In the first such initiative, state-run aerospace behemoth Hindustan Aeronautics Ltd (HAL) is ready to transfer the technology of its advanced light helicopter Dhruv to a domestic defence manufacturer for the commercial production of the chopper, official sources said.
HAL is in the process of identifying the private defence major with whom it will share the technology for the production of the twin-engine combat helicopter in India.
The private entity will have the option of selling the choppers or through HAL.
HAL will for the first time share technology with a private entity for the mass production of a military platform. It was not immediately known how much it would charge for the technology transfer.
The decision to go ahead with this was in line with the government’s initiative to promote the domestic defence industry, officials said.
The indigenously designed and developed Advanced Light Helicopter (ALH-DHRUV) is a twin-engine, multi-role, multi-new generation helicopter in the 5.5-tonne weight class.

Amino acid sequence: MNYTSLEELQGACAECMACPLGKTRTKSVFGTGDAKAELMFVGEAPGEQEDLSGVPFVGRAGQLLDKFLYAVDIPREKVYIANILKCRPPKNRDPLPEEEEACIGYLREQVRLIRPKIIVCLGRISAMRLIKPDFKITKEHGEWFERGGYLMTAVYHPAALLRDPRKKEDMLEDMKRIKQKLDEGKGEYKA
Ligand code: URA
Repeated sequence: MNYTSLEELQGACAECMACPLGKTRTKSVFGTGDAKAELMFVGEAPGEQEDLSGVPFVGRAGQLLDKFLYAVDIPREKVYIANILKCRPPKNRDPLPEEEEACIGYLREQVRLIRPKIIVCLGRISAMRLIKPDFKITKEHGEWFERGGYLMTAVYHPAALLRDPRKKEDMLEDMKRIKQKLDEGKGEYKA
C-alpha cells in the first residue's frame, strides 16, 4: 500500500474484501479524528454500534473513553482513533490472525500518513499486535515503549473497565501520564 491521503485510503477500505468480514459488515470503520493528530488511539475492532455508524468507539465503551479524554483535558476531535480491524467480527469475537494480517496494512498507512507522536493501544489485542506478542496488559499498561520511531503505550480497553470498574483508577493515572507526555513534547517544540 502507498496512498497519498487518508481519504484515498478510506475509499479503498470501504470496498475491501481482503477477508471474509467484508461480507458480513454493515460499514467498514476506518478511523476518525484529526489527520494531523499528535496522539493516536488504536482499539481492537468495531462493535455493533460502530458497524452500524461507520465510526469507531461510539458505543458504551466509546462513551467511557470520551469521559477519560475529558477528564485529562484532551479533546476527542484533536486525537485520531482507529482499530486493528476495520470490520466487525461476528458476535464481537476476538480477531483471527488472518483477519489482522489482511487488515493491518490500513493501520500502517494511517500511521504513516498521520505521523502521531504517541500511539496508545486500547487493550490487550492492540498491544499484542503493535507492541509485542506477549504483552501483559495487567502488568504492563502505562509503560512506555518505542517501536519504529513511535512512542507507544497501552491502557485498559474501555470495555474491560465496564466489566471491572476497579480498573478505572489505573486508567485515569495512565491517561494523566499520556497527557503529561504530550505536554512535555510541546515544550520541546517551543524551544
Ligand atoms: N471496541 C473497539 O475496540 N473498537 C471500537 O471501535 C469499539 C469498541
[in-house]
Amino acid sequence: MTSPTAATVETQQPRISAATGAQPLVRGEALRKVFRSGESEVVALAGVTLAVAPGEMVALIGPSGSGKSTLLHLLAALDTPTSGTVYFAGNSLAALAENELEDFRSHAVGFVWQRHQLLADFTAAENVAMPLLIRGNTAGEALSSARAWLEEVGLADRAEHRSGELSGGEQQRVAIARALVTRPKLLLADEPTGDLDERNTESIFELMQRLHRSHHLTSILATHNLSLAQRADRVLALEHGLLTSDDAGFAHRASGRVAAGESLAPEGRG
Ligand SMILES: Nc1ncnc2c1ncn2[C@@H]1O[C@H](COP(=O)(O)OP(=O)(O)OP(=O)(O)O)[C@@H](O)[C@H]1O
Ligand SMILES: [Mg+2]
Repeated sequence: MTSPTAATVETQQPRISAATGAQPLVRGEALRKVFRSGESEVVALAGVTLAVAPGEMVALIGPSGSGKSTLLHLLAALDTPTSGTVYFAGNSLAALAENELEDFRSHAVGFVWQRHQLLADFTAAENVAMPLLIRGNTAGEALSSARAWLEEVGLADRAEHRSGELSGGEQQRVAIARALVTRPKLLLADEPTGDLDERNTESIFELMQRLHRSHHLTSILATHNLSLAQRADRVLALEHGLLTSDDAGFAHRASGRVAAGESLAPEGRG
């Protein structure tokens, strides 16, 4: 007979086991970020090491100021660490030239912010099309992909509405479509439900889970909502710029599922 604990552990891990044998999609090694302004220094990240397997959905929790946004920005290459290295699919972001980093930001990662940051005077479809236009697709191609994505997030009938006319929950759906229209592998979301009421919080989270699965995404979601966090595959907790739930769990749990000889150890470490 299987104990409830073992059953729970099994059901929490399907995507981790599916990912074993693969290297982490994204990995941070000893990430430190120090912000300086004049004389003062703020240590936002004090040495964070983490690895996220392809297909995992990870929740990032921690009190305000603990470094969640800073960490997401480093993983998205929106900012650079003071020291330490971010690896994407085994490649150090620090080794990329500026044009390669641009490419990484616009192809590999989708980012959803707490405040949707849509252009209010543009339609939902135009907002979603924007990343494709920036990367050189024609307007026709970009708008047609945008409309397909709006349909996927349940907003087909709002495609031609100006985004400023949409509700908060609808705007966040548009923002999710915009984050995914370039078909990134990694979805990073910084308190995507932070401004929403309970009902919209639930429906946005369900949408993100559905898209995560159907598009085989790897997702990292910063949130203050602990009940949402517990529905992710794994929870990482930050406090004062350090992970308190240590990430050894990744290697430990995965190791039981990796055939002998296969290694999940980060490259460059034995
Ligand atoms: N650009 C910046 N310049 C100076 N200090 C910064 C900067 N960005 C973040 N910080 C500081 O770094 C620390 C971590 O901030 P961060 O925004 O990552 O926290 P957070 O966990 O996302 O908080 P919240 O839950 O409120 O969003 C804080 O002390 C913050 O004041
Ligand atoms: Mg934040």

By March 2017, HAL had produced 228 Helicopters, including 216 for the Indian Armed Forces.
At present, it is executing an order for another 159 choppers for the Army and the Air Force.
Dhruv has also been supplied to Nepal, Mauritius and the Maldives.
The sources said a number of defence manufacturers have shown an interest in acquiring the technology for the Dhruv helicopter.
In September, HAL had signed a Rs 6,100-crore contract for the supply of 41 Advanced Light Helicopters (ALH) to the Indian Army while in March, the state-run entity inked a contract for supplying 32 ALH to the Indian Navy and the Indian Coast Guard.
The officials said HAL had enhanced its production facilities to speed up the manufacturing of helicopters and the Tejas light combat aircraft. They said HAL had finalised a plan to manufacture nearly 1,000 military helicopters and over 100 planes, in tune with the government’s focus on speeding up defence indigenisation.
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